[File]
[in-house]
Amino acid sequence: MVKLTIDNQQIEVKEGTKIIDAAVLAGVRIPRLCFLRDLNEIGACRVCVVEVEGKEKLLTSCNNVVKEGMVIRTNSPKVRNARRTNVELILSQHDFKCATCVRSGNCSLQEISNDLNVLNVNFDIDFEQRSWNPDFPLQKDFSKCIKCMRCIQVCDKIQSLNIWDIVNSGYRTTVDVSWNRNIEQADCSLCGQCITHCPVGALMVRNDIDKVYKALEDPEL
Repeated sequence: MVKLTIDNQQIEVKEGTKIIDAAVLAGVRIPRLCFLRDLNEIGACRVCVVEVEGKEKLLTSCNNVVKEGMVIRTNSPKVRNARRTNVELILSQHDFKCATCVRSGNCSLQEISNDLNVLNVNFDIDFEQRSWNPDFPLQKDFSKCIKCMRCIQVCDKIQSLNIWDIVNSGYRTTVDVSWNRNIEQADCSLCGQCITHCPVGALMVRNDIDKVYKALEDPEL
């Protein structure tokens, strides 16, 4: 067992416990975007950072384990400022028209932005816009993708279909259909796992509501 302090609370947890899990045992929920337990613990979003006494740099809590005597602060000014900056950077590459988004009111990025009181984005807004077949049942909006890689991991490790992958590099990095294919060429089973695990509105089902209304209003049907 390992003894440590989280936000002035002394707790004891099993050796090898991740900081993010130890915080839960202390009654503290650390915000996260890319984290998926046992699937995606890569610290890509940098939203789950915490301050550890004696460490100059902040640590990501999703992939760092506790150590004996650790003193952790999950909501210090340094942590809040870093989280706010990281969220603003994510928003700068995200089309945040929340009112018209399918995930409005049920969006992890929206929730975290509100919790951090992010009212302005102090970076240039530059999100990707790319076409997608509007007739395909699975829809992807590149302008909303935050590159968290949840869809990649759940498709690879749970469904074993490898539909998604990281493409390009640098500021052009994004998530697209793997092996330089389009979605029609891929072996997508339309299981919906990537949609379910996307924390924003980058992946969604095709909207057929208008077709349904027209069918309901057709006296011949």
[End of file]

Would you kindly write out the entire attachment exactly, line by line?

[in-house]
Amino acid sequence: MVKLTIDNQQIEVKEGTKIIDAAVLAGVRIPRLCFLRDLNEIGACRVCVVEVEGKEKLLTSCNNVVKEGMVIRTNSPKVRNARRTNVELILSQHDFKCATCVRSGNCSLQEISNDLNVLNVNFDIDFEQRSWNPDFPLQKDFSKCIKCMRCIQVCDKIQSLNIWDIVNSGYRTTVDVSWNRNIEQADCSLCGQCITHCPVGALMVRNDIDKVYKALEDPEL
Repeated sequence: MVKLTIDNQQIEVKEGTKIIDAAVLAGVRIPRLCFLRDLNEIGACRVCVVEVEGKEKLLTSCNNVVKEGMVIRTNSPKVRNARRTNVELILSQHDFKCATCVRSGNCSLQEISNDLNVLNVNFDIDFEQRSWNPDFPLQKDFSKCIKCMRCIQVCDKIQSLNIWDIVNSGYRTTVDVSWNRNIEQADCSLCGQCITHCPVGALMVRNDIDKVYKALEDPEL
């Protein structure tokens, strides 16, 4: 067992416990975007950072384990400022028209932005816009993708279909259909796992509501 302090609370947890899990045992929920337990613990979003006494740099809590005597602060000014900056950077590459988004009111990025009181984005807004077949049942909006890689991991490790992958590099990095294919060429089973695990509105089902209304209003049907 390992003894440590989280936000002035002394707790004891099993050796090898991740900081993010130890915080839960202390009654503290650390915000996260890319984290998926046992699937995606890569610290890509940098939203789950915490301050550890004696460490100059902040640590990501999703992939760092506790150590004996650790003193952790999950909501210090340094942590809040870093989280706010990281969220603003994510928003700068995200089309945040929340009112018209399918995930409005049920969006992890929206929730975290509100919790951090992010009212302005102090970076240039530059999100990707790319076409997608509007007739395909699975829809992807590149302008909303935050590159968290949840869809990649759940498709690879749970469904074993490898539909998604990281493409390009640098500021052009994004998530697209793997092996330089389009979605029609891929072996997508339309299981919906990537949609379910996307924390924003980058992946969604095709909207057929208008077709349904027209069918309901057709006296011949």